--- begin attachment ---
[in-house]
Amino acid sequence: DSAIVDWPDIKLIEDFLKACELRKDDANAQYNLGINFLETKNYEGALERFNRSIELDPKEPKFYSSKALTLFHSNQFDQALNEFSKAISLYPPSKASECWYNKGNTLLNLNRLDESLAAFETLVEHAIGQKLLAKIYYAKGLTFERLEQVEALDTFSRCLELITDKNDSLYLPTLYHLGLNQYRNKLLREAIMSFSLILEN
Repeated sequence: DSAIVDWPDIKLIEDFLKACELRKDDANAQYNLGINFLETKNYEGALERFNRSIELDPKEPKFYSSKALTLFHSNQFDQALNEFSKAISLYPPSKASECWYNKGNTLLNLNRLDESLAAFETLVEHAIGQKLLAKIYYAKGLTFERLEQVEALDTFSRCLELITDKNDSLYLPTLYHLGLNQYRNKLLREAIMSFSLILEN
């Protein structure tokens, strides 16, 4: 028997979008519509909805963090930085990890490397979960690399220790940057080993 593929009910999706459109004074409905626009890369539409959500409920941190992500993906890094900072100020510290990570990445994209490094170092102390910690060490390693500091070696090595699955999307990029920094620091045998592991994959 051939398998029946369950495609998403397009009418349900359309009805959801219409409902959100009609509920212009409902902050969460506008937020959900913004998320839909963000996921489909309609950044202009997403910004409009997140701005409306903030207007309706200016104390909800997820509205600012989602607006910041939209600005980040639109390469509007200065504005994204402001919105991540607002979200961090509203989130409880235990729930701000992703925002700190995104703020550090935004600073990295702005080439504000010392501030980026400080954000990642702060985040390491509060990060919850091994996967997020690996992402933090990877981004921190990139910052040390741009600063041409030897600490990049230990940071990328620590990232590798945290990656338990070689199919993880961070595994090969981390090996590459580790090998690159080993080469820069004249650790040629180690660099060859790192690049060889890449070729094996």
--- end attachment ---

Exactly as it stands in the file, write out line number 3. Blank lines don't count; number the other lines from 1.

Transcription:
Repeated sequence: DSAIVDWPDIKLIEDFLKACELRKDDANAQYNLGINFLETKNYEGALERFNRSIELDPKEPKFYSSKALTLFHSNQFDQALNEFSKAISLYPPSKASECWYNKGNTLLNLNRLDESLAAFETLVEHAIGQKLLAKIYYAKGLTFERLEQVEALDTFSRCLELITDKNDSLYLPTLYHLGLNQYRNKLLREAIMSFSLILEN